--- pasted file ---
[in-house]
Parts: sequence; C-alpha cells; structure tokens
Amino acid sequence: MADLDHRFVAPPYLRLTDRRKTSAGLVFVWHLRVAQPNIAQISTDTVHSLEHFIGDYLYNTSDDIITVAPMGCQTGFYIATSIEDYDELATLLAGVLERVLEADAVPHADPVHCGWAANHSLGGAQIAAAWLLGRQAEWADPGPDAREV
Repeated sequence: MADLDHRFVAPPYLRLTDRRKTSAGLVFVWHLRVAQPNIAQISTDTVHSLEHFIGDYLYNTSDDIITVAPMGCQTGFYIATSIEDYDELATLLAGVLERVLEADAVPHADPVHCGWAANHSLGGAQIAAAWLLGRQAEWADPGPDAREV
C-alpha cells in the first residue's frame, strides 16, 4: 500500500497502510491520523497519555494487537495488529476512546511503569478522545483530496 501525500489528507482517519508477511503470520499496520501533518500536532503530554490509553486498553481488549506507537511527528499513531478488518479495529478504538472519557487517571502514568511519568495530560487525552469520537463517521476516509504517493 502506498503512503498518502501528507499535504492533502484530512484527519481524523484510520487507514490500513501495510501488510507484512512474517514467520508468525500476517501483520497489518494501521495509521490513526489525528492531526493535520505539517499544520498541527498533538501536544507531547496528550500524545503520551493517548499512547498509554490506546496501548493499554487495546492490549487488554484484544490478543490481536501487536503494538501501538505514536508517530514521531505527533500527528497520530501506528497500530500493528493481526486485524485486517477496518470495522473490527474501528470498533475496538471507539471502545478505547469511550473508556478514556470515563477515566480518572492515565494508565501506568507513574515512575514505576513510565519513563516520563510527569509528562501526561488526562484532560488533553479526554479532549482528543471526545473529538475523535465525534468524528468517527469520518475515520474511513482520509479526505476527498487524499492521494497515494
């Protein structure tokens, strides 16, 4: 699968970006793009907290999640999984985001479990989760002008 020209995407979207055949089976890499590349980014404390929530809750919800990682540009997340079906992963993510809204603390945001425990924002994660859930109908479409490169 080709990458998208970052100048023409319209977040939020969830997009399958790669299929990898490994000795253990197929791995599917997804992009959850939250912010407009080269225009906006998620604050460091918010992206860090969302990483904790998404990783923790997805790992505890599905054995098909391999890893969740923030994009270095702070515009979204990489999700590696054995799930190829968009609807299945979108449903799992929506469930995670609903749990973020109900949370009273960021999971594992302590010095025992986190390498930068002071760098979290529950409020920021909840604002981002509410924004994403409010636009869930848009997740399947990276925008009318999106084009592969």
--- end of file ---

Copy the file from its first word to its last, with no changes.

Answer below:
[in-house]
Parts: sequence; C-alpha cells; structure tokens
Amino acid sequence: MADLDHRFVAPPYLRLTDRRKTSAGLVFVWHLRVAQPNIAQISTDTVHSLEHFIGDYLYNTSDDIITVAPMGCQTGFYIATSIEDYDELATLLAGVLERVLEADAVPHADPVHCGWAANHSLGGAQIAAAWLLGRQAEWADPGPDAREV
Repeated sequence: MADLDHRFVAPPYLRLTDRRKTSAGLVFVWHLRVAQPNIAQISTDTVHSLEHFIGDYLYNTSDDIITVAPMGCQTGFYIATSIEDYDELATLLAGVLERVLEADAVPHADPVHCGWAANHSLGGAQIAAAWLLGRQAEWADPGPDAREV
C-alpha cells in the first residue's frame, strides 16, 4: 500500500497502510491520523497519555494487537495488529476512546511503569478522545483530496 501525500489528507482517519508477511503470520499496520501533518500536532503530554490509553486498553481488549506507537511527528499513531478488518479495529478504538472519557487517571502514568511519568495530560487525552469520537463517521476516509504517493 502506498503512503498518502501528507499535504492533502484530512484527519481524523484510520487507514490500513501495510501488510507484512512474517514467520508468525500476517501483520497489518494501521495509521490513526489525528492531526493535520505539517499544520498541527498533538501536544507531547496528550500524545503520551493517548499512547498509554490506546496501548493499554487495546492490549487488554484484544490478543490481536501487536503494538501501538505514536508517530514521531505527533500527528497520530501506528497500530500493528493481526486485524485486517477496518470495522473490527474501528470498533475496538471507539471502545478505547469511550473508556478514556470515563477515566480518572492515565494508565501506568507513574515512575514505576513510565519513563516520563510527569509528562501526561488526562484532560488533553479526554479532549482528543471526545473529538475523535465525534468524528468517527469520518475515520474511513482520509479526505476527498487524499492521494497515494
């Protein structure tokens, strides 16, 4: 699968970006793009907290999640999984985001479990989760002008 020209995407979207055949089976890499590349980014404390929530809750919800990682540009997340079906992963993510809204603390945001425990924002994660859930109908479409490169 080709990458998208970052100048023409319209977040939020969830997009399958790669299929990898490994000795253990197929791995599917997804992009959850939250912010407009080269225009906006998620604050460091918010992206860090969302990483904790998404990783923790997805790992505890599905054995098909391999890893969740923030994009270095702070515009979204990489999700590696054995799930190829968009609807299945979108449903799992929506469930995670609903749990973020109900949370009273960021999971594992302590010095025992986190390498930068002071760098979290529950409020920021909840604002981002509410924004994403409010636009869930848009997740399947990276925008009318999106084009592969």